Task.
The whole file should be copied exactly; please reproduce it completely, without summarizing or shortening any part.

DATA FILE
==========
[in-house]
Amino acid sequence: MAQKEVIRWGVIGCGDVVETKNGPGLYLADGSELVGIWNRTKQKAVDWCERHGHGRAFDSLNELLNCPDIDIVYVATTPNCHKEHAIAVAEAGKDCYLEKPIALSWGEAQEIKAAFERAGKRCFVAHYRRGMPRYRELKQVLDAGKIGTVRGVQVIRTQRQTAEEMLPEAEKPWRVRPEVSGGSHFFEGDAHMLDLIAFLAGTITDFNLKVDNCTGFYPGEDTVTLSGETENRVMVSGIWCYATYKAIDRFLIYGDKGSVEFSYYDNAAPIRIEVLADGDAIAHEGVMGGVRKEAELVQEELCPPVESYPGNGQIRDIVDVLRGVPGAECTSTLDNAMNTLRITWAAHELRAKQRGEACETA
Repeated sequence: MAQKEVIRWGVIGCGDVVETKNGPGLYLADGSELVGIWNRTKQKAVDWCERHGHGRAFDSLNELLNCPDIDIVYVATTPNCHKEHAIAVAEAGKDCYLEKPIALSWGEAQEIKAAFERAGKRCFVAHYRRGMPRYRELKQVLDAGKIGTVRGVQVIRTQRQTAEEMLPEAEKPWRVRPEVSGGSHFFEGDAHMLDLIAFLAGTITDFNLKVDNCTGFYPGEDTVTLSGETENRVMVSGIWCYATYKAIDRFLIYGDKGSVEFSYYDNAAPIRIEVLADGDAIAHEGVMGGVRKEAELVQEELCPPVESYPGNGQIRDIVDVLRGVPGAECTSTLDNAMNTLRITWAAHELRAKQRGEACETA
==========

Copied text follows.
[in-house]
Amino acid sequence: MAQKEVIRWGVIGCGDVVETKNGPGLYLADGSELVGIWNRTKQKAVDWCERHGHGRAFDSLNELLNCPDIDIVYVATTPNCHKEHAIAVAEAGKDCYLEKPIALSWGEAQEIKAAFERAGKRCFVAHYRRGMPRYRELKQVLDAGKIGTVRGVQVIRTQRQTAEEMLPEAEKPWRVRPEVSGGSHFFEGDAHMLDLIAFLAGTITDFNLKVDNCTGFYPGEDTVTLSGETENRVMVSGIWCYATYKAIDRFLIYGDKGSVEFSYYDNAAPIRIEVLADGDAIAHEGVMGGVRKEAELVQEELCPPVESYPGNGQIRDIVDVLRGVPGAECTSTLDNAMNTLRITWAAHELRAKQRGEACETA
Repeated sequence: MAQKEVIRWGVIGCGDVVETKNGPGLYLADGSELVGIWNRTKQKAVDWCERHGHGRAFDSLNELLNCPDIDIVYVATTPNCHKEHAIAVAEAGKDCYLEKPIALSWGEAQEIKAAFERAGKRCFVAHYRRGMPRYRELKQVLDAGKIGTVRGVQVIRTQRQTAEEMLPEAEKPWRVRPEVSGGSHFFEGDAHMLDLIAFLAGTITDFNLKVDNCTGFYPGEDTVTLSGETENRVMVSGIWCYATYKAIDRFLIYGDKGSVEFSYYDNAAPIRIEVLADGDAIAHEGVMGGVRKEAELVQEELCPPVESYPGNGQIRDIVDVLRGVPGAECTSTLDNAMNTLRITWAAHELRAKQRGEACETA